Four and a half stars
This book goes on sale November 24, 2015

Sunday, November 15, 2015

Warren the 13th and The All-Seeing Eye by Tania del Rio and Will Staehle

Warren the 13th and The All-Seeing Eye by Tania del RioWarren is an unusual little boy with crooked teeth and a face like a toad, but long luxurious blond locks. He lives in a hotel but it is nothing like Eloise. It used to be a rather grand hotel but all that changed when his father died five years ago. Then Uncle Rupert took over. But Uncle Rupert is lazy so eventually all of the guests stopped coming. The only staff member left is Chef Bunion. Even worse, Uncle Rupert married Aunt Annaconda four months ago and she is certain there is treasure hidden somewhere in the hotel, The All-Seeing Eye. 
All of the action starts on a day that an automobile finally comes to the hotel. Who is this mysterious visitor, all wrapped in bandages and only communicating through picture cards? Is he just a guest? Or is he after the treasure? Is he even a he? 
All of this is just the beginning of a rather fun little story with some fantastic illustrations. I had some frustrations related to pages not coming up on my ereader. Since mine was an ARC, that may not happen on other devices but I suspect this books would be more fun as a hard copy anyway.
Comes out November 24, 2015

Wednesday, November 11, 2015

The Master of the Prado by Javier Sierra

The Master of the Prado by Javier SierraI grabbed this book because something about the description reminded me of "Shadow of the Wind" and I enjoyed that book a lot. I wasn't disappointed. It was like a mix between that and Miss Peregrine's Home for Peculiar Children with a touch of Da Vinci Code. It's the story of what happened to our first-person narrator punctuated by paintings from the Prado (and some other museums). There were places that dragged and I didn't always follow the logic being told to us by the Master but it was overall an entertaining read.

p. 24 "Following the trail of events like these can lead us to the very origins of our written culture, and can also bring us warnings about the future"

Thus sets our narrator on a trail of what story was being unfolded by the great masters including Da Vinci, El Greco, and more. It is being explained to him by an older gentleman who approaches him at the Prado and leads him down what may or may not be a garden path.

This book comes out Nov. 17, 2015

Tuesday, November 10, 2015

Death before Decaf by Caroline Fardig


This seemed like almost any fun and fluffy mystery that I've read lately. Main character is down on her luck, her last man (in this case, fiance) left her in the lurch, she's picking up the pieces of her life with the help of friends (potential love interest, Pete, who has her managing his father's coffee shop where she worked in college) but has to solve that pesky murder that she's suspected of perpetrating.

Death Before Decaf by Caroline FardigI think I need to get off the cozy-mysteries-with-a-cute-but-quirky-narrator train for awhile. I've read a LOT of them lately. Maybe cleanse my palate with some romance novels.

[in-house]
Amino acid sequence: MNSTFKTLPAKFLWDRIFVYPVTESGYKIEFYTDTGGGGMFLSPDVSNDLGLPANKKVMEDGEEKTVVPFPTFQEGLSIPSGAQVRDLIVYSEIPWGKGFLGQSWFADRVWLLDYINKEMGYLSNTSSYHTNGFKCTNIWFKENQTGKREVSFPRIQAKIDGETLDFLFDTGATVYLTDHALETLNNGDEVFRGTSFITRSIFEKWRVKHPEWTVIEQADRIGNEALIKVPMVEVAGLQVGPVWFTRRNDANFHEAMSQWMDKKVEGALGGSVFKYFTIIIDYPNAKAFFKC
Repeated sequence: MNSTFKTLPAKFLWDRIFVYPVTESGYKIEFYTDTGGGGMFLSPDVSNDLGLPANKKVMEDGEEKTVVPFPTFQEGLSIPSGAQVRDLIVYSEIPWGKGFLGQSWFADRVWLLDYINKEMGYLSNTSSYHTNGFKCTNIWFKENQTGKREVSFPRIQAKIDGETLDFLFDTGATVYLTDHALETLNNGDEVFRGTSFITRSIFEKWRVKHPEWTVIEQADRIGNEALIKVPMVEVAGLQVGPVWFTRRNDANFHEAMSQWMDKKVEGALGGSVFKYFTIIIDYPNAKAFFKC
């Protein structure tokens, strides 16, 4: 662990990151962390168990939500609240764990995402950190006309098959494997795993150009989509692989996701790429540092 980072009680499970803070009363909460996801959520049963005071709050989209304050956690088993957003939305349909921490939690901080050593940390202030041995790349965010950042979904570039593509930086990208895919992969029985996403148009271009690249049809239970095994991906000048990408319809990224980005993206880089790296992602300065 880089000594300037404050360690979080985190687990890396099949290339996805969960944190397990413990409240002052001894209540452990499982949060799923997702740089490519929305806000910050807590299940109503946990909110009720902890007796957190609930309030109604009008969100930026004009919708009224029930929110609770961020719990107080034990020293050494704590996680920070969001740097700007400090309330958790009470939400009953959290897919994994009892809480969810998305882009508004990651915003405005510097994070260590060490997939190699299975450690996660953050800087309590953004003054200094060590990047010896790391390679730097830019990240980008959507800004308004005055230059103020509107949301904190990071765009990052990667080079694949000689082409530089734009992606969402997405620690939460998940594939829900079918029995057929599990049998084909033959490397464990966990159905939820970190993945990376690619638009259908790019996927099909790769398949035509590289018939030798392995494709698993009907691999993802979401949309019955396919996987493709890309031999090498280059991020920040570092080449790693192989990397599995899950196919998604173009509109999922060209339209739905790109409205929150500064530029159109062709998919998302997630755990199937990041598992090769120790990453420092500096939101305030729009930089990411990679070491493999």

So, Juliet returns to the coffehouse near Vanderbilt where she quickly gets herself in trouble by reprimanding the staff rather harshly (and then trying to apologize later which I thought was dumb, she had good reason to say what she did and that staff needed a wake-up call). The one who gives her the most grief, Dave the cook, is, of course, the one who winds up dead in the dumpster. But, luckily for Juliet, Dave wasn't a very nice person (when are they ever?) and had lots of enemies.
A good book but nothing new under the sun. Will still probably try to read the next one to find out what happens with Juliet and Pete.
Comes out Nov. 17, 2015
Three stars

Followed by Mug Shot

Monday, November 9, 2015

How to Bewitch an Earl by Ally Broadfield

How to Bewitch an Earl by Ally BroadfieldThis was a fun little novella, as with most shorter books, I wish it had been longer so we could see more of the development of Isabella and Edward's romance. Also, the plotting was a bit uneven but I will most definitely be looking for the next book in the series.
Edward is somewhat obsessed (we're told that he is but don't really see it) with finding a lost family treasure, a tiara with pink diamonds. But he's been somewhat of a wastrel (again, told, but not seen, we generally only see a good guy who even sets up a fake engagement so that the other ladies at his party can begin to look at the other men for marriage possibilities.
Isabella is more consistently developed with a love for her family and trying to adjust to what she knows is her new station in life. I didn't especially warm to her but I understood her motivations.
Can't wait to see what happens between Thornfield (Edward's friend) and Louisa (Edward's sister).
Three stars.
Comes out on Nov. 30, 2015

Sunday, November 8, 2015

Lady Intrigue by Sabrina Darby


Lady of Intrigue by Sabrina DarbyGah. I remember reading the plot for this book and thinking, "This is not a book I'd like to read" (even though I've quite enjoyed two of Darby's other books) but I must have accidentally hit the "Request" button because it turned up in my NetGalley queue. And I think it was her writing that made me not... hate this book. It took me awhile to get into the book and I never quite connected to Jane and never really got the connection between these two. There's insta-love and then there's insta-love and this just didn't quite make me buy them as a long-lasting couple. There is also the issue a lot of early series book face with trying to introduce at least one of the people who will feature in later books -OR- an overabundance of secondary characters.

Wednesday, November 4, 2015

2,100 Asanas by Daniel Lacerda

I really liked the beginning of this book, the overview of the history of yoga was very readable and held my interest. I think even beginners would be able to follow it. The pictures were great and having variations on the poses was fabulous. I wish there had been more "regular" folks pictured and not so many yogis. Also would have liked more explanation of how to get into poses but overall a very good book.
Four stars